protective factors associated with crime in order to reduce
offending among at-risk children and youth, aboriginal and
northern populations and high-risk offenders in communities
 Develops and implements knowledge transfer initiatives that
focus on the application of research-based evidence to
inform crime prevention practice
 Projects may take the form of tool and resource
development, testing and dissemination, conferences,
workshops, colloquiums, other training or innovative
approaches to the transfer of knowledge about crime
prevention
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Funding Programs
• Northern and Aboriginal Crime Prevention Fund
(NACPF)
• Focus:
 Assists communities experiencing multiple risk factors and
other challenges that affect their ability to respond to crime
issues, such as remote geographical location and limited
capacity
 Supports culturally sensitive initiatives that foster the
development and implementation of crime prevention
approaches in Aboriginal communities, both on-and offreserve and in the North
 Assists in building the knowledge and capacity required to
develop or adapt culturally sensitive, effective ways to
prevent crime
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Funding Programs
• Youth Gang Prevention Fund (YGPF)
 Invests in communities where youth gangs are an
existing or emerging threat and supports initiatives that
clearly target youth in gangs or at greatest risk of
joining gangs
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Youth Gang Prevention Fund
• The Youth Gang Prevention Fund (YGPF) was created in
January 2007 to address the specific risk factors associated with
youth violence and gang membership and to provide alternatives
to gangs for youth
• The YPGF provides time-limited funding for evidence-based
promising or model prevention initiatives in communities where
youth gangs are an existing or emerging threat
• Under this fund, the National Crime Prevention Centre works
with the provinces and territories to identify municipalities and
community-based organizations that are tackling gang issues,
and provides grants/contributions to support youth gang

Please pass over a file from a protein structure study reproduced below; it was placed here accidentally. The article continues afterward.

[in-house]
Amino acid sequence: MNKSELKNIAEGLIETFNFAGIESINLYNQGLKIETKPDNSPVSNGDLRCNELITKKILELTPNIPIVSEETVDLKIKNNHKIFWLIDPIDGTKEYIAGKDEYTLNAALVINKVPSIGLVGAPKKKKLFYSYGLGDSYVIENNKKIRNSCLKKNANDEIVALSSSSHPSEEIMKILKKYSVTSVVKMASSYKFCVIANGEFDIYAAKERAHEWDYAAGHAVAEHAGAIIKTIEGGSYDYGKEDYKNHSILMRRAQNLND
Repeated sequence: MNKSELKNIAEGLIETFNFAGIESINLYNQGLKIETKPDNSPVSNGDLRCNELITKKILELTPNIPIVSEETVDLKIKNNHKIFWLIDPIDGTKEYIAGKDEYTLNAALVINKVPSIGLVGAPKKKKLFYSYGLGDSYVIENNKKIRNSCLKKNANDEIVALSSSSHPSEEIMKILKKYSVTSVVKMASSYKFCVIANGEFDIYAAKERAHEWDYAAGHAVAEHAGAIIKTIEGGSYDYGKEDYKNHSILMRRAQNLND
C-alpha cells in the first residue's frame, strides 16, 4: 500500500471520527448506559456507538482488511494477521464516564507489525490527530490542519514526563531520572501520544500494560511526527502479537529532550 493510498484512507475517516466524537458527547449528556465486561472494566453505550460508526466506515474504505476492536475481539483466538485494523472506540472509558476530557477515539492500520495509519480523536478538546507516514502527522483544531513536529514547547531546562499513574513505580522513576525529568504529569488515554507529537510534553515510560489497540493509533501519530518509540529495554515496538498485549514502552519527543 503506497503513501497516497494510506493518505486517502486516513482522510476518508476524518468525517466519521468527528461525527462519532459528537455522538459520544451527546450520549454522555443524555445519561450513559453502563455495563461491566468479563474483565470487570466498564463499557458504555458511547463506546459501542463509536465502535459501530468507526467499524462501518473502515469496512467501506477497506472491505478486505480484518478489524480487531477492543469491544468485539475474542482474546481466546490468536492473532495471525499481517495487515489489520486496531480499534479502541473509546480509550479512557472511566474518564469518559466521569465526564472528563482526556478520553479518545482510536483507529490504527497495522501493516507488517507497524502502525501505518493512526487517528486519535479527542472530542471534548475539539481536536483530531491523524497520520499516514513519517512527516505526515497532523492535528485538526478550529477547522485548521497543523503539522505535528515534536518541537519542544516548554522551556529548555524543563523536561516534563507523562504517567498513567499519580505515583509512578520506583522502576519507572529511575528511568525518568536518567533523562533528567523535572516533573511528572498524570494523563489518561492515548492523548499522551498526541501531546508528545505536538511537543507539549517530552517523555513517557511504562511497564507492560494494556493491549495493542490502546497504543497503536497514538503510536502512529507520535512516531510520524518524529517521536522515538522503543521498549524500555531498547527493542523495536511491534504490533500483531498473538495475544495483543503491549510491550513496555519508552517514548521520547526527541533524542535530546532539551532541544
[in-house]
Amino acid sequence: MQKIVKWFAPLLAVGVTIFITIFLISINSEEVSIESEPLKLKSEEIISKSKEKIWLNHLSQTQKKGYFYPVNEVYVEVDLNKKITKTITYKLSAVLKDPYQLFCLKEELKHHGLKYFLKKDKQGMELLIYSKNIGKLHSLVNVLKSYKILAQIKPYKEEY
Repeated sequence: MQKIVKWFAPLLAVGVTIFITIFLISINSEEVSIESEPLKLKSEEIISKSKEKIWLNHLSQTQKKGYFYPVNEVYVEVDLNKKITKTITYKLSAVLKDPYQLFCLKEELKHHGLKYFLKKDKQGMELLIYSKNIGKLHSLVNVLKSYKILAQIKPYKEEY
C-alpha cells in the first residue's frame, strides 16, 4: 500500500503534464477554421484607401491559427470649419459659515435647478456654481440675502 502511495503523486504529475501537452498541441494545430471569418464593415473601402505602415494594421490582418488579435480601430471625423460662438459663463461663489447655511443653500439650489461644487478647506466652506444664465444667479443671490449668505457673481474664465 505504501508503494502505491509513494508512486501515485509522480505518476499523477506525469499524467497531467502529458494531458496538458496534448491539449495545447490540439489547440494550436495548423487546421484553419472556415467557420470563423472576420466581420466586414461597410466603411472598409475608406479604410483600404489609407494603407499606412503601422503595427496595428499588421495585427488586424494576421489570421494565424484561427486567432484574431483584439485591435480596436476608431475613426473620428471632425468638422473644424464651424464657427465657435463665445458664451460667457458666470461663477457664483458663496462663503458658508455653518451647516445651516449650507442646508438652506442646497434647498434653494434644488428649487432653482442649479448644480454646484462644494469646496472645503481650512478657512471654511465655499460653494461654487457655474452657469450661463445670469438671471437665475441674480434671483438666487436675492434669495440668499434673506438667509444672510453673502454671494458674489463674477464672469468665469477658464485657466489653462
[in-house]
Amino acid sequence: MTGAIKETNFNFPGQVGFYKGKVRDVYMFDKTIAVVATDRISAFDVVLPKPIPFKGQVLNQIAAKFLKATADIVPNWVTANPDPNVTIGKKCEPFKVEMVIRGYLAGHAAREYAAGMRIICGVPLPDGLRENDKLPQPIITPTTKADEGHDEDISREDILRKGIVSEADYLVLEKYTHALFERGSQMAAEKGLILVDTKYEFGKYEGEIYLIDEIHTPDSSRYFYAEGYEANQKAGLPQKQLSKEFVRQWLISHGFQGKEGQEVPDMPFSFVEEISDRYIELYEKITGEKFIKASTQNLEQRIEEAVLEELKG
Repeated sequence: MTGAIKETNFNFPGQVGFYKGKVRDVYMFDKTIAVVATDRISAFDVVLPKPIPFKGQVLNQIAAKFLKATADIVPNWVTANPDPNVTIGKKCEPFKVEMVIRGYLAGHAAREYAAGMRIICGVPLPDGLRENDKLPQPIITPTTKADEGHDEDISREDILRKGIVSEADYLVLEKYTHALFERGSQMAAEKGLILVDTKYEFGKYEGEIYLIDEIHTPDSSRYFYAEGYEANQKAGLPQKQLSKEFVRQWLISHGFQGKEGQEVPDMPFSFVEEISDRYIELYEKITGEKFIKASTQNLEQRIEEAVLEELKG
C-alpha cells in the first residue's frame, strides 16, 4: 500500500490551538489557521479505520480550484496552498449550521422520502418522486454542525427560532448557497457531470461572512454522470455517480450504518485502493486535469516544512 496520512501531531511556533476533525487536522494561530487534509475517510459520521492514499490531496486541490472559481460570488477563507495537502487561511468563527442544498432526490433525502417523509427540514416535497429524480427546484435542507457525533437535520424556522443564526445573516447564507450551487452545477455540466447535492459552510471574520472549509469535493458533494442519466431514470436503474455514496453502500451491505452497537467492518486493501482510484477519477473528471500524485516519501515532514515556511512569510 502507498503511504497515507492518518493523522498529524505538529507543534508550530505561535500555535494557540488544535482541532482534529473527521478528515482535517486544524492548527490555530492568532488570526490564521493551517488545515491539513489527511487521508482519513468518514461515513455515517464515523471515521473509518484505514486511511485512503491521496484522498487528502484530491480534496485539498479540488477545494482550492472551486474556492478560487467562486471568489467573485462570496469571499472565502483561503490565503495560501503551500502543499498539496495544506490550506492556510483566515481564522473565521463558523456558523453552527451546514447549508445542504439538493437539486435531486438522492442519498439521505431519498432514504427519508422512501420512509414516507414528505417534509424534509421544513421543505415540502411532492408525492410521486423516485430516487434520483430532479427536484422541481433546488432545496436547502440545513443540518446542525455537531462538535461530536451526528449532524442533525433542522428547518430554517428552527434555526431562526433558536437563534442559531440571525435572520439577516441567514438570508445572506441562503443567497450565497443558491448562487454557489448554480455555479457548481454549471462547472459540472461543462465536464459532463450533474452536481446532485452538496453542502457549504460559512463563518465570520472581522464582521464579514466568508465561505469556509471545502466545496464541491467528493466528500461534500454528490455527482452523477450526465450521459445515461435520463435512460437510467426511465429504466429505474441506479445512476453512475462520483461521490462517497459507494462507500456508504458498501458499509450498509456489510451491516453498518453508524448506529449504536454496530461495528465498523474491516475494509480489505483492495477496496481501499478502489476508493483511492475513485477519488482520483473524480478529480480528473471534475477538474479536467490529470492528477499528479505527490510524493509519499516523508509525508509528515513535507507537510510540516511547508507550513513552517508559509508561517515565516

prevention
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Youth Gang Prevention Fund
• This Fund allows the NCPC to:
 Clearly identify the parameters for funding including the
desired outcomes and the measurement of results and
change for the identified risk factors
 Focus efforts on disseminating specific knowledge,
tools and resources to Canadians so that they can plan
and implement the best possible activities and
approaches for gang prevention
 Deliver results and develop expertise on how to deal
with youth gang issues by supporting rigorous third
party evaluations of funded projects
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Youth Gang Prevention Fund
• 19 projects have been funded under the YGPF in cities across
the country
• These projects have reached over 1400 at-risk youth from
communities that have been identified as having a current or
emerging youth gang issue. Participants are generally between
the ages of 12 to 24
• Funded projects are based on intervention models that have
shown positive results in the U.S., and that have been adapted
to the Canadian context. Interventions with the youth include
mentorship, substance abuse prevention, and educational and
job support
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Youth Gang Prevention Fund
• The 2009 Interim Evaluation Report of the Youth Gang
Prevention Fund concluded that:
 Canada’s youth gang problem has escalated and
continues to escalate
 At-risk youth are using the services offered through the
YGPF
 Positive changes related to risk factors have been
observed among YGPF recipients
 The YGPF is not being duplicated elsewhere by other
levels of government, and
 The YGPF is in line current government priorities
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Definitions
• Model Program:
 A prevention program that meets the highest
scientific standard for effectiveness as evidenced
in published evaluations;
 has a significant, sustained preventive or deterrent
effect or reduction of problem behaviour, the
reduction of risk factors related to problem
behaviour;
 or the enhancement of protective factors related to
problem behaviour and has been replicated in
different communities or settings.